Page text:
Our Lady of the Rosary of Pompeii

The Arrival at St Fiacre’s Parish, Leichhardt

The travelling Icon of Our Lady of the Rosary of Pompeii first visited Australia in 2011, accompanied by the Archbishop of Pompeii, His Excellency Carlo Liberati.  The Icon travelled to Sydney, Melbourne and Adelaide, attracting tens of thousands of pilgrims.  Due to the great devotion by the Australian Catholic community, the Icon returned to Australia in 2016.

To coordinate these two extraordinary religious events, a committee was formed comprising 11 Australian-Italian devotees of Our Lady of the Rosary of Pompeii.  At the conclusion of the second Australian pastoral tour of the Icon, the organising committee commissioned a replica of the Icon, which now permanently resides at St Fiacre’s Parish Church, Leichhardt.  The annual feast, in honour of Our Lady of the Rosary of Pompeii, is celebrated on 8 May, with pilgrims from all over Australia attending the annual celebration.

Australia alone has over 8,000 devotees that receive the Madonna di Pompeii newsletter. Her popularity does not lie solely amongst Italians; other nationalities such as Portuguese, Spanish, French, Lebanese, Filipinos and South Americans are also strong followers. The work of the Madonna di Pompeii (Our Lady of the Rosary) is known worldwide.  Hundreds of miracles have been recorded by the sanctuary, especially during the late 1800s.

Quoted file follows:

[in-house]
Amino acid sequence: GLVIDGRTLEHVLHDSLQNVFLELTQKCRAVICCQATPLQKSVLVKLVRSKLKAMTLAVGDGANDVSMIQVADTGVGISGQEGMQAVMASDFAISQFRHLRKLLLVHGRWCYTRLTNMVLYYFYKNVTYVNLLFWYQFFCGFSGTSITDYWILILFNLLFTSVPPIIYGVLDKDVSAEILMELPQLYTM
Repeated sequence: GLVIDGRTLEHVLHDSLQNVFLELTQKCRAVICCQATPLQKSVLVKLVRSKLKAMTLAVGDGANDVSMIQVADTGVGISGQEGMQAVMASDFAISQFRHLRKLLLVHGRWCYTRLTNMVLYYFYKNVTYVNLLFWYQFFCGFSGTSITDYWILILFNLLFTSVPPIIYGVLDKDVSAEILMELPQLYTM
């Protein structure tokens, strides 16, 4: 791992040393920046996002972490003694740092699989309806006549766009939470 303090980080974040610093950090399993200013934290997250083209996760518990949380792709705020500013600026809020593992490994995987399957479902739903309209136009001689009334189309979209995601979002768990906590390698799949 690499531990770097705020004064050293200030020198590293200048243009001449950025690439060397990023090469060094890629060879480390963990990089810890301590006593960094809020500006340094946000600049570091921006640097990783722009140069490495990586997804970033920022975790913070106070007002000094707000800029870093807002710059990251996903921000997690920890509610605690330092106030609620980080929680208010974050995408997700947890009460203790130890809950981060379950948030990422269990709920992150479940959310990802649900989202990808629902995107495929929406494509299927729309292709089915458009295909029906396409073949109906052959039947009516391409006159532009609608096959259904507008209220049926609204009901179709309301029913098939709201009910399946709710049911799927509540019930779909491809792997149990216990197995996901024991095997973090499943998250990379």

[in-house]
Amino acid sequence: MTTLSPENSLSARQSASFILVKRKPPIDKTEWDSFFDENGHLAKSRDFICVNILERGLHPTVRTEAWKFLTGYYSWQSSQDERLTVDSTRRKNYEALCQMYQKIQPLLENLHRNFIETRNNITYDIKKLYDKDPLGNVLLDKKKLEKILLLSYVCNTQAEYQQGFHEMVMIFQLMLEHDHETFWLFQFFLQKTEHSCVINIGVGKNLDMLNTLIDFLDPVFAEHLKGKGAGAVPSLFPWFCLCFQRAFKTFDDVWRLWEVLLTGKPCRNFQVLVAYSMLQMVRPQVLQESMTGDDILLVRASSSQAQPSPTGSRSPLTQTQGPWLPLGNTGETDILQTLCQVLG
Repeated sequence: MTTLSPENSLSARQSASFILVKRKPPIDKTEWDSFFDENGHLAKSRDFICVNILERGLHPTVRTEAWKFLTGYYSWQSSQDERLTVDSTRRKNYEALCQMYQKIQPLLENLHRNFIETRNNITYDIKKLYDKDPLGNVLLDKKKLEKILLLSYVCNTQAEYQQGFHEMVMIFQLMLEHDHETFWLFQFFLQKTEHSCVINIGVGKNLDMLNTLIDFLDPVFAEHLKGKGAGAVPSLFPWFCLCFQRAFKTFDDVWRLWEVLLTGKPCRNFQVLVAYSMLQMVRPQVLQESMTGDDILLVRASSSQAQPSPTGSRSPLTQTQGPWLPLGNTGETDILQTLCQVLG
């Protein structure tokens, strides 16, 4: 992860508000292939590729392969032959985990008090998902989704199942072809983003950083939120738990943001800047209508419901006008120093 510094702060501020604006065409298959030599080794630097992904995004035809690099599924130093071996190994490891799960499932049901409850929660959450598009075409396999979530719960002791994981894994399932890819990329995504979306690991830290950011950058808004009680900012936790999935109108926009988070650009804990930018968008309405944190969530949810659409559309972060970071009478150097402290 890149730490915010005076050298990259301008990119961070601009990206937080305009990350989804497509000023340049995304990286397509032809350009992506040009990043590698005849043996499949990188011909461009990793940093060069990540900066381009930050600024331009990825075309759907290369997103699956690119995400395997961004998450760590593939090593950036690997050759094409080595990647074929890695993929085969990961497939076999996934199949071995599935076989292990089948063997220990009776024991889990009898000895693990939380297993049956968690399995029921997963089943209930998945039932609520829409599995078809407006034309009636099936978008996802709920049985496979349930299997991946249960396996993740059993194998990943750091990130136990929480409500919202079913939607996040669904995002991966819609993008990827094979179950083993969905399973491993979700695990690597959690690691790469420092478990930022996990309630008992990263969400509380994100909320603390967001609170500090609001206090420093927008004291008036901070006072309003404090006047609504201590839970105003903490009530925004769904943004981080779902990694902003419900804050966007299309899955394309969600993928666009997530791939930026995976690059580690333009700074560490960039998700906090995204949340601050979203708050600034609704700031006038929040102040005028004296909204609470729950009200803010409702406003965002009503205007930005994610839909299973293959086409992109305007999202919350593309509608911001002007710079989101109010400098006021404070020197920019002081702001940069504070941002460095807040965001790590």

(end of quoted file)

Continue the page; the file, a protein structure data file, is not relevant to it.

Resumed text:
History

The Icon is painted in the style of Eastern European icons of the Sixth Century, the Icon with its representation of Our Lady of the Rosary, was uncovered in 1875 (145 years ago) by Blessed Bartolo Longo.  Our Lady of the Rosary of Pompeii, as depicted by the image, has generated an extraordinarily large following of devotees who turn to her in their time of need.  The founder of the shrine in Italy was Bartolo Longo.  In his youth he did not have strong faith, however, while studying law at Pompeii a good friend converted him.

One night, during a time of despair, while walking in Pompeii, he heard a whisper in his ear and promised that he will not leave the valley until he spread the word of the Rosary.  There were many criminals and superstitious people who inhabited the local area.  Bartolo asked for help to clean the chapel and then invited them to recite the rosary, but only a few children attended.  This did not deter him; he then sponsored a festival, a Feast of the Holy Rosary in 1873.  This was not successful, but still determined he did not give up.

A damaged painting of Our Lady of the Rosary was found in Naples.  Too large to carry to Pompeii, Bartolo found someone who would transport it to the chapel for him.  An amateur was asked to restore it and then this was placed in the church.  Not until 1880 was the painting restored by the famous painter Federico Maldarelli and more recently the painting was restored again by Vatican Artists.

The Sanctuary of our Lady of the Rosary of Pompeii (Italy) was consecrated on 8 May 1891.  Bartolo Lungo offered the Church and all its contents to the Vatican in 1894, thus coming under the immediate rule by the Papal estate.

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